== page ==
Don’t Blame Me, I Voted for President Coin

I’m almost afraid to write a Mockingjay review for fear of spoilers for anyone who didn’t stay up too late last night reading it.  But I really can’t help myself.  I’ll keep the spoilers very minimal, but read at your own risk if you’re a fan of this immensely popular YA series.

First of all, if you’re one of the two fans of YA literature out there who aren’t familiar with this series, it takes place in the distant future in a North American country called Panem, where the capital, District 1, rules over the other districts with an iron fist and forces their children to participate in “The Hunger Games,” a twisted reality show fight to the death.  In this third volume, our hero, Katniss, joins the rebels in the hitherto mysterious District 13, where she must decide how to act in her role as the symbol of the ongoing rebellion against the capital.  Gale, Katniss’s best friend is at her side ready to fight while Peeta, her partner in the games, is imprisoned in the capital and keeps urging peace.  The final volume fleshes out many of the minor characters, but keeps up the action of the previous books.

The complaint I’ve already seen about this volume is that Katniss continues to be a pawn in everyone else’s schemes.  It’s true, but I didn’t really expect anything different.  Like the other books, Katniss proves herself to be her own person, especially by her actions at the end of the story.  I feel like Katniss’s refusal to be only a pawn, while still lacking the control over her situation she desires, is one of the points of the story.  One of the things that bothered me about Catching Fire was how completely dense Katniss was about what was going on around her.  By contrast, the schemes in Mockingjay are genuinely harder to tease apart and more morally ambiguous, making it easier to stick with Katniss’s close first person perspective.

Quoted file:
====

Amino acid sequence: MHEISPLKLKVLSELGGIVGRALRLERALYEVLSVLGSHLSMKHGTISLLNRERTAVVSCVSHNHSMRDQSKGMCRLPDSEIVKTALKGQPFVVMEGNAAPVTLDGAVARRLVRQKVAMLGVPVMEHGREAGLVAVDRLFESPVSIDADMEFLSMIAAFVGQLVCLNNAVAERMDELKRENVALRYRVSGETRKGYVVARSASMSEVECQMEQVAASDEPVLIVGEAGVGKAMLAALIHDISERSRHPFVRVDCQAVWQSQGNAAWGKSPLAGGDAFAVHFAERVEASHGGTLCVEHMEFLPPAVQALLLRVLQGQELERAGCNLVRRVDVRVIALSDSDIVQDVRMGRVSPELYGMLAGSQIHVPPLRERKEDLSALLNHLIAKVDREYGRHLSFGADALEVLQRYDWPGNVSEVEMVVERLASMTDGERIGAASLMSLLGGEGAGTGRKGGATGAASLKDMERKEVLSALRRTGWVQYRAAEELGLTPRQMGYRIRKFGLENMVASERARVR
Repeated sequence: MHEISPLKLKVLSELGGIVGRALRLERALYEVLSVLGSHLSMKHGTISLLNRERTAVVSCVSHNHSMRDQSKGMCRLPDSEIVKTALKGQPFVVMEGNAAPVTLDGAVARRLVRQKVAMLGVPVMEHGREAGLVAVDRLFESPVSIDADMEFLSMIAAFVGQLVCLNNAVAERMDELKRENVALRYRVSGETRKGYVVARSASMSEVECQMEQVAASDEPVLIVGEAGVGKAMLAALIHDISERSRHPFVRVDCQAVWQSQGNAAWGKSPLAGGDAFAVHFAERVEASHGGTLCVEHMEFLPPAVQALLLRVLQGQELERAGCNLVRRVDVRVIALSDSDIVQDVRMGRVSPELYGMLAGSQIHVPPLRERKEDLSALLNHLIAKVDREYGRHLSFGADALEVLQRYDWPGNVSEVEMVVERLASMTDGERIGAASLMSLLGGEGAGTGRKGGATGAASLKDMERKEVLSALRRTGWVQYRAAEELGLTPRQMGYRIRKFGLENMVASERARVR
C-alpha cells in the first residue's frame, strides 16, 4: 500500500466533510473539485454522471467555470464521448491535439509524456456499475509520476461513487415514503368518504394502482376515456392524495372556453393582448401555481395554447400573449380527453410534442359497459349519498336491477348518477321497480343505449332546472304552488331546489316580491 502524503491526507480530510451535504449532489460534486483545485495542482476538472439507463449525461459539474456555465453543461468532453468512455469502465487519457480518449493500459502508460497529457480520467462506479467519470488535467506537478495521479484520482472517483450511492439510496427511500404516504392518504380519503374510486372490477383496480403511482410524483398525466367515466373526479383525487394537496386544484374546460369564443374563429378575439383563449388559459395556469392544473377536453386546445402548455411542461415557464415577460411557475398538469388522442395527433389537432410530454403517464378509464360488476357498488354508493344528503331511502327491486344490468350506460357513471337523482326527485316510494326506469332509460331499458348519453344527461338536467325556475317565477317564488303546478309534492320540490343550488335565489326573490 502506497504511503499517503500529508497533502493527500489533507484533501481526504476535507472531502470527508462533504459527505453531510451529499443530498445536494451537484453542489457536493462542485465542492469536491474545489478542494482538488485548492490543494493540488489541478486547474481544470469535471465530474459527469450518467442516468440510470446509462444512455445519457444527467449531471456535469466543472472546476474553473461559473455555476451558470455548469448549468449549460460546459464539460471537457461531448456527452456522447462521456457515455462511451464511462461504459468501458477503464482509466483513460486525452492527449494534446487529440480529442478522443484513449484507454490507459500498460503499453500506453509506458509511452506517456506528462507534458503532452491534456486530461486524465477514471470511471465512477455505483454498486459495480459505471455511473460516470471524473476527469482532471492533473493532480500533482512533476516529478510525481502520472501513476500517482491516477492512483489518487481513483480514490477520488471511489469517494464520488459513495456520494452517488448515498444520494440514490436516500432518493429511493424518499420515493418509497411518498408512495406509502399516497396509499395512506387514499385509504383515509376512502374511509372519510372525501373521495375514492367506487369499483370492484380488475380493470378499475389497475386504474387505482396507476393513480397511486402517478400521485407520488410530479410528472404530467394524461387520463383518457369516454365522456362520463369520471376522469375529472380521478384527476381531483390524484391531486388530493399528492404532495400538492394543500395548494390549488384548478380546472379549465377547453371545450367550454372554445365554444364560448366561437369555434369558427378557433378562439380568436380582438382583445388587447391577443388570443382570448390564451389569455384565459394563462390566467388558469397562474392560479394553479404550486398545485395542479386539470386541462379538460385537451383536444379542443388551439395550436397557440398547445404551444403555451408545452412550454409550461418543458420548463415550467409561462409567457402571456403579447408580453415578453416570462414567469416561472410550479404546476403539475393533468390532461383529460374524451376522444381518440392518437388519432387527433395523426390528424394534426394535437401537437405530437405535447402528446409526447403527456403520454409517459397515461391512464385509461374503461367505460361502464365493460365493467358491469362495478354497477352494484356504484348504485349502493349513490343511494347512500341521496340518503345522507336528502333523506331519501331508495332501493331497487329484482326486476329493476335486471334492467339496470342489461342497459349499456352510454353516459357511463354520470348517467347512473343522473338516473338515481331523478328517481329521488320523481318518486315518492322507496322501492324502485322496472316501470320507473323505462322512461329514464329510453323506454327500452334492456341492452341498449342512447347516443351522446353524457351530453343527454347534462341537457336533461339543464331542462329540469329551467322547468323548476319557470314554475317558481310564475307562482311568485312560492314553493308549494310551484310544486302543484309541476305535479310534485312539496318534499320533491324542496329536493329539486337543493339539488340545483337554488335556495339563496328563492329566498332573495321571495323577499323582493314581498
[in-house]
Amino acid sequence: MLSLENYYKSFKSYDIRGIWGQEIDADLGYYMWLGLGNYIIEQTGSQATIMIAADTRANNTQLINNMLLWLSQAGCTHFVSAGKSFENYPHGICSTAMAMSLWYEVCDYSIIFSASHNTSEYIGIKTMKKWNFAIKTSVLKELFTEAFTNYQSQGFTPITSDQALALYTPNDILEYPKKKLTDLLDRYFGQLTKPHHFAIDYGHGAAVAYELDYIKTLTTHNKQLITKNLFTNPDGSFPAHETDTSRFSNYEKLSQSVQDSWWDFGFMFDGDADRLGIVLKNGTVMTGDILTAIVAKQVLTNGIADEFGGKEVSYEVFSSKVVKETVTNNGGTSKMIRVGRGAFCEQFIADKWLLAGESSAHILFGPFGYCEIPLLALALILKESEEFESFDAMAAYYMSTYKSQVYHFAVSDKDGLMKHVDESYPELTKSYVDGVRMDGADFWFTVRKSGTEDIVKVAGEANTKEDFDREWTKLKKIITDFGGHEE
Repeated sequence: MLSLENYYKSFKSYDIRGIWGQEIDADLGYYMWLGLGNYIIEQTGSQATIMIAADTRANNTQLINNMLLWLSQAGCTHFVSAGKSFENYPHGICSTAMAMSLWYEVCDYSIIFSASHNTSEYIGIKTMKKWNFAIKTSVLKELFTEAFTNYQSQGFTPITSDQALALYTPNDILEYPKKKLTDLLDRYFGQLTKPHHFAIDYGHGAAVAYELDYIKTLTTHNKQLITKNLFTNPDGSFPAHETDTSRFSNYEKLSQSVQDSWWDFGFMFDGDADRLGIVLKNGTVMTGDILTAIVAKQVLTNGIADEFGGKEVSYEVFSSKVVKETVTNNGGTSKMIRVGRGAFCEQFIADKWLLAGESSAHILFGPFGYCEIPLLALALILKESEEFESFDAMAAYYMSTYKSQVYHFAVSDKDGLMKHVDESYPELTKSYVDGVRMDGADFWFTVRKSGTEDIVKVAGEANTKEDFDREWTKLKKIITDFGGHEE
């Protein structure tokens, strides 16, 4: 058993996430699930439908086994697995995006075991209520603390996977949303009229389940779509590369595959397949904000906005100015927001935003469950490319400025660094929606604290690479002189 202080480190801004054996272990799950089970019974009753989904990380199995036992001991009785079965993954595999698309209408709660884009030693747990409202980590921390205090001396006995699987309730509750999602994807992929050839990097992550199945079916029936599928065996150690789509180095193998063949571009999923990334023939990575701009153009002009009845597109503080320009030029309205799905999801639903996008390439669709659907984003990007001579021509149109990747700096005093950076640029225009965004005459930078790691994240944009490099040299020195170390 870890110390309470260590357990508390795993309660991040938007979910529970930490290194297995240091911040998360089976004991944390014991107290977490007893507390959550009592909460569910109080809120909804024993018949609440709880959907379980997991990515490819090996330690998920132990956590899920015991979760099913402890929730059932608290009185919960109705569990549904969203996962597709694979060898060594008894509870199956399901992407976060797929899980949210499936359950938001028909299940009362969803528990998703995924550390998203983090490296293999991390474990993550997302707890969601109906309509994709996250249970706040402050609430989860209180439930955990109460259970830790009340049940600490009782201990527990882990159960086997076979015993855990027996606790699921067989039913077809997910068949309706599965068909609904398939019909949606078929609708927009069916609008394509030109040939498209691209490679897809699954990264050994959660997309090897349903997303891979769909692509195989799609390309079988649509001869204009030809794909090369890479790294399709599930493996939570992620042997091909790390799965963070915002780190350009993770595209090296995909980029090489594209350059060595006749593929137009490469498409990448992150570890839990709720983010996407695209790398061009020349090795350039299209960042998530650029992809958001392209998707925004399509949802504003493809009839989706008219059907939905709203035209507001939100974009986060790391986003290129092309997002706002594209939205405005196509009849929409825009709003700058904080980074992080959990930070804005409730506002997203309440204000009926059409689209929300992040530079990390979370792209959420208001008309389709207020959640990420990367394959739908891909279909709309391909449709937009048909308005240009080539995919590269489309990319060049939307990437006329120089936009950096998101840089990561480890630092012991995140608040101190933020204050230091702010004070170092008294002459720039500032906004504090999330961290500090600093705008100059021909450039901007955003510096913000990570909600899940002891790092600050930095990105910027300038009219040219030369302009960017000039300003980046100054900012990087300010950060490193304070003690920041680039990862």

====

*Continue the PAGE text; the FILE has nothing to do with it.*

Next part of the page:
Having read Suzanne Collins’s other series, the excellent Gregor the Overlander books, I suspected that the ending of this book would be ambiguous.  It’s much less ambiguous than the Gregor books in that the political situation is resolved and we see what happened to all the characters.  However, many of the ambiguous actions of the war are never fully addressed, seemingly purposefully.  There’s certainly a lot of moral gray left in the story for readers to ponder.  As well, Collins makes some interesting choices with the plot near the end, where the plot seems to build to a tense climax only to be jerked away.  Fans of the romantic triangle may also be disappointed.  There are some interesting twists, but the romantic resolution is done quietly, without the fireworks some fans might want.

So, in case I wasn’t clear, my first reflection is positive.  I liked the way Collins managed to keep the story so action packed yet still brought us a quieter ending.  I also appreciated that this volume was a lot less fashion-centric.

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